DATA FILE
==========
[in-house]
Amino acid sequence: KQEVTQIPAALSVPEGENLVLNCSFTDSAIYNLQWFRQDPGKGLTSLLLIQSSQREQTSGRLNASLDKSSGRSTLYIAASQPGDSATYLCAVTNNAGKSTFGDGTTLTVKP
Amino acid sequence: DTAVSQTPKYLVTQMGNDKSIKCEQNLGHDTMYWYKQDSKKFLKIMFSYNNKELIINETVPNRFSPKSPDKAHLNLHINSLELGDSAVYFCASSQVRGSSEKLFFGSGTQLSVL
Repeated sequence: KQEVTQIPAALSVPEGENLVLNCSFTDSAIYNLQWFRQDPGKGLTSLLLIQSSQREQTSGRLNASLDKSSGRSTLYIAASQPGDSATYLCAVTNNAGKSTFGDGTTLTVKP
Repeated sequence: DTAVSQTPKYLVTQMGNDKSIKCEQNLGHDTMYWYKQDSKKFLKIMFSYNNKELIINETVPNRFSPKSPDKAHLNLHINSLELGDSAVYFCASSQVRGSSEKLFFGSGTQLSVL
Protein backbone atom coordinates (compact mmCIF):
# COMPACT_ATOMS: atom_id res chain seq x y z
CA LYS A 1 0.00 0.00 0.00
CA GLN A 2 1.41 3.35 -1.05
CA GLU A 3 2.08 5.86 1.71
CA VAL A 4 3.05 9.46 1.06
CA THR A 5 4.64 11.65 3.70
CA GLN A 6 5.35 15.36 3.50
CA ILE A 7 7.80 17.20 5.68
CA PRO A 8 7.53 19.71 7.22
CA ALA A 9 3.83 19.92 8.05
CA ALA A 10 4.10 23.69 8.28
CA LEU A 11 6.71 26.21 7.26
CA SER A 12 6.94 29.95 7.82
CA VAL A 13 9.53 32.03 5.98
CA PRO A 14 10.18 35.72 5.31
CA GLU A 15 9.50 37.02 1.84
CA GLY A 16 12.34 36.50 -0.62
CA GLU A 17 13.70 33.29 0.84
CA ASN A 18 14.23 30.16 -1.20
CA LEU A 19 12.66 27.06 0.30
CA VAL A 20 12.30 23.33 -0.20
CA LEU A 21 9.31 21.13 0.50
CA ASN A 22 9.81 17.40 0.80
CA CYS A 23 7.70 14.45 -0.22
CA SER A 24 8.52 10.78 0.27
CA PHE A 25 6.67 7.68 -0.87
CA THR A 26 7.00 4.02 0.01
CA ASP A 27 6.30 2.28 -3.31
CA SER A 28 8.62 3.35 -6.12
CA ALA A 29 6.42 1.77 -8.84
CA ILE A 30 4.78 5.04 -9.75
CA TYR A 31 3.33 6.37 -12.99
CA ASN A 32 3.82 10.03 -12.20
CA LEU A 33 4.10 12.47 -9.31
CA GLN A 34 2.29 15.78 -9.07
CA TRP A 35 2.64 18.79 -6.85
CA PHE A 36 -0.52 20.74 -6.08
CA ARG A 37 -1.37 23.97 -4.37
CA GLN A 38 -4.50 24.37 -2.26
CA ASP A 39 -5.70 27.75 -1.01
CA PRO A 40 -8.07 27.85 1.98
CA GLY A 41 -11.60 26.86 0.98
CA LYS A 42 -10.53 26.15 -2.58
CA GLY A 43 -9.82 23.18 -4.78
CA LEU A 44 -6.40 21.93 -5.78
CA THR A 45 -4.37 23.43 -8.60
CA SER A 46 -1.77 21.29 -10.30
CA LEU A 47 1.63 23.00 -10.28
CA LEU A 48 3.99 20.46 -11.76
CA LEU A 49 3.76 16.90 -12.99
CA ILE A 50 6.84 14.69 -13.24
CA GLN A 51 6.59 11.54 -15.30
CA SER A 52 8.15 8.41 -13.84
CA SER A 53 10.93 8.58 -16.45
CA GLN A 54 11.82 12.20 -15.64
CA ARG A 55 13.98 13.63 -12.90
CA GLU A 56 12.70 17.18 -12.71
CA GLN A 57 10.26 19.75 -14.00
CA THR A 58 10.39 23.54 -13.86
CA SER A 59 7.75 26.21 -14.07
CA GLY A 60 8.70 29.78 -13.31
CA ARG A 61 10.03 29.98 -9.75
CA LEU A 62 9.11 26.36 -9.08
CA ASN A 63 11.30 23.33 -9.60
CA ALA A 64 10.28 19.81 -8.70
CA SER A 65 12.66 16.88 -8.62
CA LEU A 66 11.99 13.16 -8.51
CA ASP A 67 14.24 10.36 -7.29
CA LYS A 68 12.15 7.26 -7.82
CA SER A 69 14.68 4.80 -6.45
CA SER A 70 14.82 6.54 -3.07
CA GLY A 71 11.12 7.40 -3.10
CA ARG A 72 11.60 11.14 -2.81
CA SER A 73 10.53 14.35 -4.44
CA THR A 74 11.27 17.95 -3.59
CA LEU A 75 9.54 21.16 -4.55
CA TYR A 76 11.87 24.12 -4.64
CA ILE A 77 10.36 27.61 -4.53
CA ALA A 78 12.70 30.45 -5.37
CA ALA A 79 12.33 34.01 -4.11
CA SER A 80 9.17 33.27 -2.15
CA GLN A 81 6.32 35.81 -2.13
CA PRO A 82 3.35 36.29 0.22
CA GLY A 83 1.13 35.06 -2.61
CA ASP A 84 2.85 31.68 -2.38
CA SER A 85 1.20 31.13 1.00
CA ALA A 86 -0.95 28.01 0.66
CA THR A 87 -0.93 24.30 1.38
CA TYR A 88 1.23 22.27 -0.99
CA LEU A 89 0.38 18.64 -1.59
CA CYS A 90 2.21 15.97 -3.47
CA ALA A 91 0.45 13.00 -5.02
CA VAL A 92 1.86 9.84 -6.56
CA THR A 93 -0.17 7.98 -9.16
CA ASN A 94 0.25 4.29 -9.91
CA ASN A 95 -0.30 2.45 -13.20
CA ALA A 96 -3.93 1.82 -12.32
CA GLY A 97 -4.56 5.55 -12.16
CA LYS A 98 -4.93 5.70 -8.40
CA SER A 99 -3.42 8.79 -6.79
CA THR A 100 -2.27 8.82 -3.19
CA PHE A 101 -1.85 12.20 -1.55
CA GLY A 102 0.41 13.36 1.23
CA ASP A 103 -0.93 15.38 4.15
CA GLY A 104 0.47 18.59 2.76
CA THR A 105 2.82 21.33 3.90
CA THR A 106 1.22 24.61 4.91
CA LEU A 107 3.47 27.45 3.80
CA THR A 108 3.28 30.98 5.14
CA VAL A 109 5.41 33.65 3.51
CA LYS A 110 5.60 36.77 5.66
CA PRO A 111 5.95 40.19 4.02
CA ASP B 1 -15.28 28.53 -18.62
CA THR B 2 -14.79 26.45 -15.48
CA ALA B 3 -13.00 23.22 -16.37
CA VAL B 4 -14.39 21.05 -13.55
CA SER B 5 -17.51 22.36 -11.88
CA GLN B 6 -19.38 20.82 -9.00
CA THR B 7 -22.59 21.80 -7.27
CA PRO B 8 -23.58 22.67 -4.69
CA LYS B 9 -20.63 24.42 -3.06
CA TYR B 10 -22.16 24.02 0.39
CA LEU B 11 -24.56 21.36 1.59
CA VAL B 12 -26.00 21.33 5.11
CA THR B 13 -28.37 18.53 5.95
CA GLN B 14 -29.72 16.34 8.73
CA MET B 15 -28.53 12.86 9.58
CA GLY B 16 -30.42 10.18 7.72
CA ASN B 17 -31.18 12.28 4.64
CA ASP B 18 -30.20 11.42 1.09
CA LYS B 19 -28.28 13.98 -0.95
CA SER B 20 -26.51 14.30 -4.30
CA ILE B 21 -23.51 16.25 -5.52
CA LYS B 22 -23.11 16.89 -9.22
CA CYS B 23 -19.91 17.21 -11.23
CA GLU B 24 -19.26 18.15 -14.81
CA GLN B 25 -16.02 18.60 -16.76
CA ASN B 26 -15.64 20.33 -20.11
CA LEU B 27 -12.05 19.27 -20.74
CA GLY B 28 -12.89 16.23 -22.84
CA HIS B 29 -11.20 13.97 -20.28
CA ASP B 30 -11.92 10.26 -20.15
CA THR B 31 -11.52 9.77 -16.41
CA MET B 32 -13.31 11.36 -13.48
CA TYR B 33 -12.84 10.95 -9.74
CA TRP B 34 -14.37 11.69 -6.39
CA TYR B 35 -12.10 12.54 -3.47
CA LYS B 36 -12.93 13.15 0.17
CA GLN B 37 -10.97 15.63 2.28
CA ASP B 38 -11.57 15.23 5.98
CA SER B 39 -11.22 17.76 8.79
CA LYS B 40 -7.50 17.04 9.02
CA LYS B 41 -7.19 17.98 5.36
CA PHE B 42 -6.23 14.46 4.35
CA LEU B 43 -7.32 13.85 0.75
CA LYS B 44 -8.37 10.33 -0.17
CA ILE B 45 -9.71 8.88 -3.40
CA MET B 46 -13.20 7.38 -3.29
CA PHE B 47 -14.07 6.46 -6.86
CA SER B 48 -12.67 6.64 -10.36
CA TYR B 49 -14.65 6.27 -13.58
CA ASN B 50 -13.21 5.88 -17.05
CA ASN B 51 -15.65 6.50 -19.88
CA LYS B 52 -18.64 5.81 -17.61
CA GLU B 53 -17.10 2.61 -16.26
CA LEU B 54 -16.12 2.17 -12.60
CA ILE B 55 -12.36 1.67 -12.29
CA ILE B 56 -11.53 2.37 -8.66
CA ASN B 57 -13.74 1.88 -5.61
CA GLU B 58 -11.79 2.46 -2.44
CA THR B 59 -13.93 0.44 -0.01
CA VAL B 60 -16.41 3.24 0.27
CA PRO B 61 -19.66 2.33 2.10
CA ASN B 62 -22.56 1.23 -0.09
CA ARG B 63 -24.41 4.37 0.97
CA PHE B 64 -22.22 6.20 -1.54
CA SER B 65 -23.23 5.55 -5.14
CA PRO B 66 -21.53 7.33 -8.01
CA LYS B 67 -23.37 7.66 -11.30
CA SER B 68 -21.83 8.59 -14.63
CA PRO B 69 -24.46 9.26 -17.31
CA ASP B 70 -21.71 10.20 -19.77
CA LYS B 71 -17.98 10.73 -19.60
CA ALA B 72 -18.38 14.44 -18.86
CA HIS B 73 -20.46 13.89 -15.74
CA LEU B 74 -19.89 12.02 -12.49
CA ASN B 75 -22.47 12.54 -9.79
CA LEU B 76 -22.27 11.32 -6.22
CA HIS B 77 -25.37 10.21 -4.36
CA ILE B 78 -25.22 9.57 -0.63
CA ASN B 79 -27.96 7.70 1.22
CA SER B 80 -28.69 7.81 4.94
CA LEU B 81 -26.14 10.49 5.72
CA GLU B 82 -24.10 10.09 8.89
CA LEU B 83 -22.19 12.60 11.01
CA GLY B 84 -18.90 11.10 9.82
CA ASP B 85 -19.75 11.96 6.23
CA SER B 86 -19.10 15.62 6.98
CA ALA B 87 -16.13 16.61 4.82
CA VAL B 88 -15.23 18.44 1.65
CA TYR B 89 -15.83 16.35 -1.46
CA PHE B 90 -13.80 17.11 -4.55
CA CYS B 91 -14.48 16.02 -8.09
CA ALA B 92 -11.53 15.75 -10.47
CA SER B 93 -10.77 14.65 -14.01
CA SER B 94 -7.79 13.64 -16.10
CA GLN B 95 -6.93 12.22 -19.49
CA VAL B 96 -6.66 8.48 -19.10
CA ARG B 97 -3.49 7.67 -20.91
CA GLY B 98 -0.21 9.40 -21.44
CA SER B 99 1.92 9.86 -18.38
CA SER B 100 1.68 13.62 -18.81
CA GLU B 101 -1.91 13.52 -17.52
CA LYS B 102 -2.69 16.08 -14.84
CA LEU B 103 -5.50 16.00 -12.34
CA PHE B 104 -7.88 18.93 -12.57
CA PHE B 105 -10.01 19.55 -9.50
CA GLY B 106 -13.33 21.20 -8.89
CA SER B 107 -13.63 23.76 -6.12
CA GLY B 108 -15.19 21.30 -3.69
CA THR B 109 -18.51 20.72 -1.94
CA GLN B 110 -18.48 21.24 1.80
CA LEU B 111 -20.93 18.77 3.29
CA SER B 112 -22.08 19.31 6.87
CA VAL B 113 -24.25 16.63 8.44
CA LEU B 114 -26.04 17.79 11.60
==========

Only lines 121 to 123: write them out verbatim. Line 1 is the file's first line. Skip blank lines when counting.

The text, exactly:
CA ALA B 3 -13.00 23.22 -16.37
CA VAL B 4 -14.39 21.05 -13.55
CA SER B 5 -17.51 22.36 -11.88